3 easy workout ideas to ease pain

October 9, 2015

Walking is a great way to stay fit, but some people experience pain that prevents them from walking for long periods of time. The following tips will help you reap the benefits of walking with less discomfort.

3 easy workout ideas to ease pain

1. Walking workout

Most people can start by walking 15 minutes, says physical medicine and rehabilitation physician Christine Keating, MD. It's the exercise she usually suggests for pain patients.

  1. If you can't manage it, try the following: start by walking five minutes on three days per week.
  2. The next week, walk six minutes for each of three days.
  3. Increase each week until you reach 20 minutes, then add a fourth day. Continue to build in that way until you are walking at least 30 minutes to an hour per day, five days per week.
  4. As your fitness improves, you can speed up, walking fast enough to increase your breathing and heart rate but slowly enough so that you can still have conversation. If you do not feel normal within 10 minutes after you stop, you're pushing too hard. Here are some ways to make walking painless.
  • Walk with a friend.
  • Listen to music while you walk.
  • Wear breathable, loose-fitting clothing and supportive walking shoes.
  • Pick a beautiful or fun spot, like a path around a lake that has benches, in case you get tired. In bad weather, opt for a shopping mall.
  • To protect your joints, walk on soft surfaces, such as a park trail or high school track.

2. Swimming strategies

Swimming can be especially helpful for people with joint pain. Because of the body's buoyancy, you're not thudding down on your bones. The lessened gravity also makes it easier to move with less pain. At the same time, the water provides enough resistance to strengthen muscles. Here are some tips:

  • Look for a heated pool. Water between 28° and 31°C (82° and 88°F) will help relax your muscles and ease your pain.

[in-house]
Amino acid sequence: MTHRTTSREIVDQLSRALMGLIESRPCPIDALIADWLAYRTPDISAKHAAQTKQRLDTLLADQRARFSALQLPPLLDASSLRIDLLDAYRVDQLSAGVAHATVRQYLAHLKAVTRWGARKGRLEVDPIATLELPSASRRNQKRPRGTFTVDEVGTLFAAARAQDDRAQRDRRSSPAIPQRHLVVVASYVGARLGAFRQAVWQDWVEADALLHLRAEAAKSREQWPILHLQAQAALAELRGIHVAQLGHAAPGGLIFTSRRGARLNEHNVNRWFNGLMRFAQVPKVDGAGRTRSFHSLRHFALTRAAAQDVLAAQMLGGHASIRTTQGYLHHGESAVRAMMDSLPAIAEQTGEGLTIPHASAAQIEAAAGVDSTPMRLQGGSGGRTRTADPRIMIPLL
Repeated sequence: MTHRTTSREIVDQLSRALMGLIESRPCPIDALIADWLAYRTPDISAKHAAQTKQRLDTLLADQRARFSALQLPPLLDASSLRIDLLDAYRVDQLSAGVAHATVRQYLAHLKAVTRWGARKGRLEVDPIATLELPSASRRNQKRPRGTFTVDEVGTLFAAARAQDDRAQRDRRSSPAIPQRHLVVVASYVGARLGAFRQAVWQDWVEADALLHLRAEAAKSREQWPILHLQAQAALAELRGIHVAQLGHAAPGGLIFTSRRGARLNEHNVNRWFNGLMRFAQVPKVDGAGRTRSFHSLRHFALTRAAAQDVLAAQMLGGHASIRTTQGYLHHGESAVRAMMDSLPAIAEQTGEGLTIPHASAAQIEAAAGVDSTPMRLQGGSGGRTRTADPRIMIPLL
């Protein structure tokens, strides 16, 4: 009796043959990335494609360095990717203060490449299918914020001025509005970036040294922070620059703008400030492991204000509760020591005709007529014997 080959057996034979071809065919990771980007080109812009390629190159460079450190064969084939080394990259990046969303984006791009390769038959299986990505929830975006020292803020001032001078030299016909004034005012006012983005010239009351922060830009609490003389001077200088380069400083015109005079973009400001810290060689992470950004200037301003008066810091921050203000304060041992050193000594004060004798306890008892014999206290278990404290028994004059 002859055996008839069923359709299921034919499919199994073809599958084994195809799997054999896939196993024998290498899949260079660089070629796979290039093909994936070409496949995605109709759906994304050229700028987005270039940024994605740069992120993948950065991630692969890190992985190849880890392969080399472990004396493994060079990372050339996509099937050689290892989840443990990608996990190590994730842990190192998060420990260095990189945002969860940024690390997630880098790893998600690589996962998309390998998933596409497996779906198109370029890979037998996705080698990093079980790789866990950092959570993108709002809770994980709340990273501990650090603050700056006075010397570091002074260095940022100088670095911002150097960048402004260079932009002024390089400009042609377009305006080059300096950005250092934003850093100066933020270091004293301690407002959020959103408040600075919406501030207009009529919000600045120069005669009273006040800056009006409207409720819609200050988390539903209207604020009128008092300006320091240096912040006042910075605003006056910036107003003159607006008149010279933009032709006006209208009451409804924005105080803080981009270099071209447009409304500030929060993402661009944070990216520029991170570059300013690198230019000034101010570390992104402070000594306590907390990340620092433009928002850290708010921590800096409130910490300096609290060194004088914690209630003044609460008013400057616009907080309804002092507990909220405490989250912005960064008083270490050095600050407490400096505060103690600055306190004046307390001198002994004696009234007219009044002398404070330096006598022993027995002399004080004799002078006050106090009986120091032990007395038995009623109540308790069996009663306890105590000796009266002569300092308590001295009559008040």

• Start slowly. Swim using any stroke you find comfortable. Swim two or three times a week, working up to 15 to 20 minutes by the end of the first week, 25 to 30 minutes by the end of the second week. Gradually work up to 45 minutes to an hour.
  • Know when to pause. If you get tired, stop and relax in the water.
  • Work toward swimming faster. After your second week, begin to swim a little faster. Getting your heart working hard is key to triggering the release of pain-relieving endorphins.
  • Monitor your pain. If your pain gets worse or you feel new pain, slow down or stop.

3. Biking boost

Stationary bikes are perfect for people suffering back, joint, and arthritis pain. Biking builds muscle strength, keeps joints flexible, and reduces stiffness. It's also low impact, so it won't cause further pain to your joints. If you have joint or back pain, ask the gym manager whether an upright or recumbent bike would be better for you.

Recumbent bikes may be better for people with back pain. If you have knee pain and you're using an upright bike, make sure the seat is high enough that your knee doesn't bend past 90 degrees but not so high that your leg is straight at the bottom of a pedal stroke. If your hips rock when you pedal, lower the seat. To avoid putting undue strain on your knees, push from your heel, not your toe.

Physical medicine and rehab physician Christine Keating often suggests stationary bikes to patients who have trouble walking. As with walking, she suggests the following:

  • Start with five to 15 minutes three days per week.
  • Add one minute per day each week until you reach 20 minutes.
  • Add a fourth day.
  • Continue building the same way until you can bike for an hour five days per week.
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